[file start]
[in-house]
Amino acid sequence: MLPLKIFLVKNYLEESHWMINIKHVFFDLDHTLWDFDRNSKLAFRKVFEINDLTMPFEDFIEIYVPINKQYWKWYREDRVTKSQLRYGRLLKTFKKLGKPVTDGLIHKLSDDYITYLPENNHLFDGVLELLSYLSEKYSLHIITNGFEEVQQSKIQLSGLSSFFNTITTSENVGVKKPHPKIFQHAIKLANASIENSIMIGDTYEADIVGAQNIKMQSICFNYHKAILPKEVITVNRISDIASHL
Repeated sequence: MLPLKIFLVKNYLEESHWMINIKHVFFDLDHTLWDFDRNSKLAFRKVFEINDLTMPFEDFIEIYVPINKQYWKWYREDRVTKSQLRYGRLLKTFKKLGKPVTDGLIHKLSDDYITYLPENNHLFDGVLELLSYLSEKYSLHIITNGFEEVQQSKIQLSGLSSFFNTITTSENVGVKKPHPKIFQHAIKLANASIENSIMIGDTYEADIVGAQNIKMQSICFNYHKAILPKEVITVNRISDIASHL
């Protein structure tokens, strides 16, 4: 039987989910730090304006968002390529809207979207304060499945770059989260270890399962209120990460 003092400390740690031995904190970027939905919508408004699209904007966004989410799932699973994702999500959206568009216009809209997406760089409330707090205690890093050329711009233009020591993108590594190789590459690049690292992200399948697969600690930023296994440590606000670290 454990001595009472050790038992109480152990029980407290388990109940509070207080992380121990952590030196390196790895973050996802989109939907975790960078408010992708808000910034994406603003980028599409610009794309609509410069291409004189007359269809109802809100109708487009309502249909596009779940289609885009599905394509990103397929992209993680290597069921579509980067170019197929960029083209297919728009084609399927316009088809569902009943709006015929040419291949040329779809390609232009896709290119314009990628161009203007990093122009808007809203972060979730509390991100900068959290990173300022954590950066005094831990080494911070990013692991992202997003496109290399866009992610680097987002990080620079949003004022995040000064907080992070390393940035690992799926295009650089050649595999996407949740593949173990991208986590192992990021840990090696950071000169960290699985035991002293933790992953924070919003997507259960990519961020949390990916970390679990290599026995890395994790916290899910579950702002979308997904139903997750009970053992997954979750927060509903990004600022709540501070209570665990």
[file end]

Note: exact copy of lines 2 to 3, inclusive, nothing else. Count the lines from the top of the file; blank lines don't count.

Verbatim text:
Amino acid sequence: MLPLKIFLVKNYLEESHWMINIKHVFFDLDHTLWDFDRNSKLAFRKVFEINDLTMPFEDFIEIYVPINKQYWKWYREDRVTKSQLRYGRLLKTFKKLGKPVTDGLIHKLSDDYITYLPENNHLFDGVLELLSYLSEKYSLHIITNGFEEVQQSKIQLSGLSSFFNTITTSENVGVKKPHPKIFQHAIKLANASIENSIMIGDTYEADIVGAQNIKMQSICFNYHKAILPKEVITVNRISDIASHL
Repeated sequence: MLPLKIFLVKNYLEESHWMINIKHVFFDLDHTLWDFDRNSKLAFRKVFEINDLTMPFEDFIEIYVPINKQYWKWYREDRVTKSQLRYGRLLKTFKKLGKPVTDGLIHKLSDDYITYLPENNHLFDGVLELLSYLSEKYSLHIITNGFEEVQQSKIQLSGLSSFFNTITTSENVGVKKPHPKIFQHAIKLANASIENSIMIGDTYEADIVGAQNIKMQSICFNYHKAILPKEVITVNRISDIASHL